Before leaving Oamaru yesterday morning, I checked the newspapers and the Emirates and Christchurch Airport websites to see whether Husband’s flight had been cancelled due to the volcano in Chile. Not Iceland. I really feel the media could have been a bit clearer about that.
Thankfully, the ash cloud appears to have blown over.
Agent of Death and The Welsh Giant loaded the trailer while I supervised i.e. criticized Agent of Death’s knots. Due to a previous blog entry, wherein I lamented the quality of send-off staged by the in-laws when Husband was not around, a full complement of in-laws presented to issue hugs, kisses and trailer adjustments. Couldn’t fault them. On the one hand, balloons could have been a nice touch, but on the other they might have suggested celebration at the prospect of my departure. In retrospect, a sound decision.
After gleefully slagging off my in-laws in my blog, I suppose it is appropriate here to mention how overwhelmingly grateful I am for their hospitality and care over the last two months. Evidently I chose my in-laws well and feel privileged to be part of the family.
They were stunned when I left ten minutes before stated, at 09:50hrs. Somehow, I seem to have a reputation for being completely disorganized and eternally tardy. Which is a mystery to me.
The weather on the drive to Christchurch was miserable; grey and rainy. I took it easy with the fully loaded trailer. This included Andrew’s KTM dirtbike and a coolbox full of an ice-cream maker, a bread bin, three freshly sharpened knives, and a set of fish-themed coasters. There was also a tin trunk containing biking gear and tie-downs, and another full of partially-digested tennis balls.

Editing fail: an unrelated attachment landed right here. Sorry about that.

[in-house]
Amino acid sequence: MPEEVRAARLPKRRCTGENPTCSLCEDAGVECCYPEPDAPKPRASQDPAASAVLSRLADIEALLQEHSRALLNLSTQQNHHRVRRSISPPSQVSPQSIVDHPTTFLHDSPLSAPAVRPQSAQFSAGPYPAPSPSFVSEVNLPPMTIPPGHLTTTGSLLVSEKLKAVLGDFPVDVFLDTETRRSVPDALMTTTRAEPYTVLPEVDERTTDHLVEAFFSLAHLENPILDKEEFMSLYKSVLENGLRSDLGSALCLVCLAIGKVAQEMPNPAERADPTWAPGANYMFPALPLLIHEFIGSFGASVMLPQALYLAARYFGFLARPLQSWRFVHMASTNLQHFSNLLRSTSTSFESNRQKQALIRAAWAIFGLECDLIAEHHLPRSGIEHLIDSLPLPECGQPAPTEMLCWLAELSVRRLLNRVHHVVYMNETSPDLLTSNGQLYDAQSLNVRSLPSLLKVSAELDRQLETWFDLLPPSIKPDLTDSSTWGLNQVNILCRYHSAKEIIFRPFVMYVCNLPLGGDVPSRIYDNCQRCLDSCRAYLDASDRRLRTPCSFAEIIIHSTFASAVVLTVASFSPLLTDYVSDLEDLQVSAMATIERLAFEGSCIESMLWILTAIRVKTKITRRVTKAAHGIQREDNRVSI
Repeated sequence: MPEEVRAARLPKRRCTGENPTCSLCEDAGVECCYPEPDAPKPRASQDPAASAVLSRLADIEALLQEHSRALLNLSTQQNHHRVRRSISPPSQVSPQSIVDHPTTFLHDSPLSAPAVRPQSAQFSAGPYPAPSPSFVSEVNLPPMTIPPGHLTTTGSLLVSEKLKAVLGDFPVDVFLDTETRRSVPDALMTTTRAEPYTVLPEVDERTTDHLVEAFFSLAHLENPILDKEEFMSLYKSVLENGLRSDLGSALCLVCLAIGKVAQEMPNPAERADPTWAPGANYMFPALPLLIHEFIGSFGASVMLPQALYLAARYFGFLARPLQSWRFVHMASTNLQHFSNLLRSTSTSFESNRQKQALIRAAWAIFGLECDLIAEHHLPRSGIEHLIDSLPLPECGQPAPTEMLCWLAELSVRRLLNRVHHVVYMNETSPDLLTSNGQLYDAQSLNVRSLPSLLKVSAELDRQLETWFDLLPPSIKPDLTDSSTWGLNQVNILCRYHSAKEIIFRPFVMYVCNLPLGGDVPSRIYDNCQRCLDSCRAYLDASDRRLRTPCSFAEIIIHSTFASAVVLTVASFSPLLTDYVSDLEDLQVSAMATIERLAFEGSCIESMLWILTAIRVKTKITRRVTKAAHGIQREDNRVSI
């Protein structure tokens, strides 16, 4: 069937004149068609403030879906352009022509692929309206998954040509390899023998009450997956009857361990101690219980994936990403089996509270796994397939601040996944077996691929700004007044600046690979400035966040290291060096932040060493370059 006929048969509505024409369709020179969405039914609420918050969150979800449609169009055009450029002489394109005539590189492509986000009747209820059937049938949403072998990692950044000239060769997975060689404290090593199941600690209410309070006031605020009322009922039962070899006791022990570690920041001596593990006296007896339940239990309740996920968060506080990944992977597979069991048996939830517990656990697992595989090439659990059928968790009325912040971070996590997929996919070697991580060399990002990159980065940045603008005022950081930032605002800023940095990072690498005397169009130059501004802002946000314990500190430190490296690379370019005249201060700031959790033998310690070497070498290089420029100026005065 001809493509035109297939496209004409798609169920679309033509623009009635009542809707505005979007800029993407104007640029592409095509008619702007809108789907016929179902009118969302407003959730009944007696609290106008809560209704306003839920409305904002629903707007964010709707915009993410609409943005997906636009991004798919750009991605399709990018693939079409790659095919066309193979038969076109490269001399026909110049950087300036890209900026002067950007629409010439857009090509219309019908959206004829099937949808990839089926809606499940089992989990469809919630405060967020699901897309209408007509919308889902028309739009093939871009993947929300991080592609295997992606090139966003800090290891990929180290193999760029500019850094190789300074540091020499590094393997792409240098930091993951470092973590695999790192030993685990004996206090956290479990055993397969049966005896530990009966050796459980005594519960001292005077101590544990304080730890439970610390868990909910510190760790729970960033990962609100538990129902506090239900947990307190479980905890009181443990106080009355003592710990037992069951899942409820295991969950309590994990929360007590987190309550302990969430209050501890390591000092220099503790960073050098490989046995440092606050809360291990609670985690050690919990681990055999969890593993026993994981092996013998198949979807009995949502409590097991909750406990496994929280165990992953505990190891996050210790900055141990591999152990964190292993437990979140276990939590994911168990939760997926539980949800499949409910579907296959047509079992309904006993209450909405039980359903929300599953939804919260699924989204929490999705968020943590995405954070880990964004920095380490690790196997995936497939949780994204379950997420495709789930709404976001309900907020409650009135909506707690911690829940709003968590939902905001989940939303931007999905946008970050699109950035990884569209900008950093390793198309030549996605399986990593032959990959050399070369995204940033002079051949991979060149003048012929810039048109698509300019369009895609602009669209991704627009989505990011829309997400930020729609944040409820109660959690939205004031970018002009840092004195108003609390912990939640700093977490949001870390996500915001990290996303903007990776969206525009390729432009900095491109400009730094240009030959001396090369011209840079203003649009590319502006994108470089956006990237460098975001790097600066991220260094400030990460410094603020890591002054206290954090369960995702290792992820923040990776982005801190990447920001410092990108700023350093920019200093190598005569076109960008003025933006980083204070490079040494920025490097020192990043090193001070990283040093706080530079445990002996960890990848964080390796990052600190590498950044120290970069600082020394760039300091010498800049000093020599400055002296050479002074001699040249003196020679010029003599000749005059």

I reached the airport with plenty of time to spare. Husband rather optimistically/foolhardily/manfully strode out of the airport wearing a t-shirt. I have to say his welcome left much to be desired; Jed got a lot more pats than me. Admittedly, he didn’t snog the dog.
The plan was that Andrew would take on the bulk of 5.5 hour drive north, but after a while I resumed driving because his mach-speed cornering was making me nauseous.
We decided to stop in Kaikoura for a light dinner. For some reason, I absolutely had to have spicy potato wedges and nothing else would do. Since leaving Oamaru, I had been preoccupied imagining the tearful reunion with Husband – and a big, greasy plate of spicy wedges, preferably with sour cream and sweet chili sauce and maybe even some grated cheese sprinkled over the top *slaver*.
Luckily we located a Monteith’s bar; it seemed portentous that there was a double-parking space right out the front. Sure enough, the menu featured spicy potato wedges with sour cream and sweet chili sauce. I persuaded the Irish barman to throw on some cheese by leveraging his lack of Guinness.
Andrew had spare ribs, or something.
Quick stop at New World for some staples – milk, bread, eggs, coffee – and we got home at about 21:30. It was raining and we couldn’t find the key for the gate padlock; it didn’t appear to be on our keyring. After some prolonged torch-lit rummaging through glove box, centre console, door pouches, and my bag, Andrew eventually hunted it down . . . on the keyring.
We’d planned to collapse straight into bed, but our landlords/neighbours had left a tub of pumpkin soup and some of their freshly-baked white supremacy bread on the sideboard. And I can’t recall ever having seen anything so welcome ever – even that time Andrew got dressed up in . . .
I suppose it’s all about timing and appropriateness.